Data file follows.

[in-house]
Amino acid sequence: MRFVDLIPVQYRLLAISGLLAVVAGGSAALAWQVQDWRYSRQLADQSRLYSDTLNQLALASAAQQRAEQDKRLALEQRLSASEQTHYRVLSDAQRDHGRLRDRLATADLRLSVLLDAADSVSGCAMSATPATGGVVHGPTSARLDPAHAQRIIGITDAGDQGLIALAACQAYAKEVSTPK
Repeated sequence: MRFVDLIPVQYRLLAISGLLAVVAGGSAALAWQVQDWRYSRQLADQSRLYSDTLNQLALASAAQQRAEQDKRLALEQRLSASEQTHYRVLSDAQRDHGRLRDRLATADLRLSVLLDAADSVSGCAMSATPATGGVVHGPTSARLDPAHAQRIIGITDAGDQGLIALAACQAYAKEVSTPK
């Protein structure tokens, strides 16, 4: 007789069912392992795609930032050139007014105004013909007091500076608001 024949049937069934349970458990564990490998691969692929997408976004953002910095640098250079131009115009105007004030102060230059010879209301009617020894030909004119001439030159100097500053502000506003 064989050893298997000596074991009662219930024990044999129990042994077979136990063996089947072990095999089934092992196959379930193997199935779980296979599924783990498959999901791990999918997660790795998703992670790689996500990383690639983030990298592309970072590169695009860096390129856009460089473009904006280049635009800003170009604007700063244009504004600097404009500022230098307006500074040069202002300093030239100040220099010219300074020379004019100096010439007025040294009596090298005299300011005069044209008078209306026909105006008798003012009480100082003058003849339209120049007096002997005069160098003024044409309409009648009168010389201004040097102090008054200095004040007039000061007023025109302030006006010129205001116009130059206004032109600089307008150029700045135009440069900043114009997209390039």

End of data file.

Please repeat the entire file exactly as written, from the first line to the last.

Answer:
[in-house]
Amino acid sequence: MRFVDLIPVQYRLLAISGLLAVVAGGSAALAWQVQDWRYSRQLADQSRLYSDTLNQLALASAAQQRAEQDKRLALEQRLSASEQTHYRVLSDAQRDHGRLRDRLATADLRLSVLLDAADSVSGCAMSATPATGGVVHGPTSARLDPAHAQRIIGITDAGDQGLIALAACQAYAKEVSTPK
Repeated sequence: MRFVDLIPVQYRLLAISGLLAVVAGGSAALAWQVQDWRYSRQLADQSRLYSDTLNQLALASAAQQRAEQDKRLALEQRLSASEQTHYRVLSDAQRDHGRLRDRLATADLRLSVLLDAADSVSGCAMSATPATGGVVHGPTSARLDPAHAQRIIGITDAGDQGLIALAACQAYAKEVSTPK
């Protein structure tokens, strides 16, 4: 007789069912392992795609930032050139007014105004013909007091500076608001 024949049937069934349970458990564990490998691969692929997408976004953002910095640098250079131009115009105007004030102060230059010879209301009617020894030909004119001439030159100097500053502000506003 064989050893298997000596074991009662219930024990044999129990042994077979136990063996089947072990095999089934092992196959379930193997199935779980296979599924783990498959999901791990999918997660790795998703992670790689996500990383690639983030990298592309970072590169695009860096390129856009460089473009904006280049635009800003170009604007700063244009504004600097404009500022230098307006500074040069202002300093030239100040220099010219300074020379004019100096010439007025040294009596090298005299300011005069044209008078209306026909105006008798003012009480100082003058003849339209120049007096002997005069160098003024044409309409009648009168010389201004040097102090008054200095004040007039000061007023025109302030006006010129205001116009130059206004032109600089307008150029700045135009440069900043114009997209390039």